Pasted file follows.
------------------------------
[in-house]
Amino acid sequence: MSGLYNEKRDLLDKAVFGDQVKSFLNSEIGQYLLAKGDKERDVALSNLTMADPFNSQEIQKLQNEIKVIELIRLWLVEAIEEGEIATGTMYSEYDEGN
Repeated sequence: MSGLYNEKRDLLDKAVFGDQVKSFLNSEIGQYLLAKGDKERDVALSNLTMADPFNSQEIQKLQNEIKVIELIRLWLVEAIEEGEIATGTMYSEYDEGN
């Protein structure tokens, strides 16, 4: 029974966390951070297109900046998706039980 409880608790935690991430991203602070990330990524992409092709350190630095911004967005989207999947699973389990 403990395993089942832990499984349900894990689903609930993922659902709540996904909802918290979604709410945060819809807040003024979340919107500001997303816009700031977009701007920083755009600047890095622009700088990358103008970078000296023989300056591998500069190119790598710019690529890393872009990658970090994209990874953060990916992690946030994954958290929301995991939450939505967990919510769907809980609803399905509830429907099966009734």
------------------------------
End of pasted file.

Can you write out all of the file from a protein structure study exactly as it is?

[in-house]
Amino acid sequence: MSGLYNEKRDLLDKAVFGDQVKSFLNSEIGQYLLAKGDKERDVALSNLTMADPFNSQEIQKLQNEIKVIELIRLWLVEAIEEGEIATGTMYSEYDEGN
Repeated sequence: MSGLYNEKRDLLDKAVFGDQVKSFLNSEIGQYLLAKGDKERDVALSNLTMADPFNSQEIQKLQNEIKVIELIRLWLVEAIEEGEIATGTMYSEYDEGN
């Protein structure tokens, strides 16, 4: 029974966390951070297109900046998706039980 409880608790935690991430991203602070990330990524992409092709350190630095911004967005989207999947699973389990 403990395993089942832990499984349900894990689903609930993922659902709540996904909802918290979604709410945060819809807040003024979340919107500001997303816009700031977009701007920083755009600047890095622009700088990358103008970078000296023989300056591998500069190119790598710019690529890393872009990658970090994209990874953060990916992690946030994954958290929301995991939450939505967990919510769907809980609803399905509830429907099966009734």